Aspirin is one of the world’s most widely used medications. It is a non-steroidal anti-inflammatory (NSAID) drug. It’s used for pain, migraines, and fever; however can also help reduce symptoms for rheumatic arthritis in high doses. It is also used therapeutically in low doses (75-81mg/day) to reduce the risk of cardiovascular disease, colorectal cancer, a heart attack, or a stroke.
In 2016, three new studies broke the news that aspirin can help prevent cancer, particularly if there is an increased risk for it. It may even be used in treating cancer. But, after this news, it seems people wanted to get on the aspirin bandwagon. Please remember that aspirin is NOT a supplement; it is a medication with real side effects, precautions, and advisories so it should ONLY be taken under the direction of your doctor, for a specific reason and duration. For example, some take a daily baby aspirin to offset risks of heart attack or stroke.
The risks to taking that innocent looking baby aspirin can include an increased risk of ulcers or internal bleeding. In fact, there are more factors that could further increase the risk of an aspirin-induced ulcer:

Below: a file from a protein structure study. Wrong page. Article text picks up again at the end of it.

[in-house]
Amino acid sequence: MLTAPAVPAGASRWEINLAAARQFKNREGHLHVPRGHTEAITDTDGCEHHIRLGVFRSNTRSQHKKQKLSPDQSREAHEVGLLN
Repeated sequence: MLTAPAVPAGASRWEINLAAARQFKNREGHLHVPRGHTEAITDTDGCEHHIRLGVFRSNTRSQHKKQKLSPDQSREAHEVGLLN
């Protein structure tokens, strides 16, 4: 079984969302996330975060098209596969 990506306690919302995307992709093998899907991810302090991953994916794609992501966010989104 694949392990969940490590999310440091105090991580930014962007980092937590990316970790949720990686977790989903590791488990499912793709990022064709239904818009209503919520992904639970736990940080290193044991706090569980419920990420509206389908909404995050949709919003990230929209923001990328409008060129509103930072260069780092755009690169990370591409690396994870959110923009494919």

- Over 60 years old
- History of gastric or duodenal ulcer
- Having an active H-Pylori infection
- Taking aspirin with a full strength Nsaid (ibuprofen, Motrin, Naproxen)
- Taking aspirin with an anticoagulant (warfarin)
- Taking aspirin with an antiplatelet agent (clopidogrel, ticlopidine)
- Taking aspirin with a continued dose of steroids
So it is very important to understand the risks, factors, and only use aspirin as a treatment when prescribed by your doctor. Your doctor can weigh the dangers and the risks for your individual situation and offer you the best advice and ongoing support for this decision.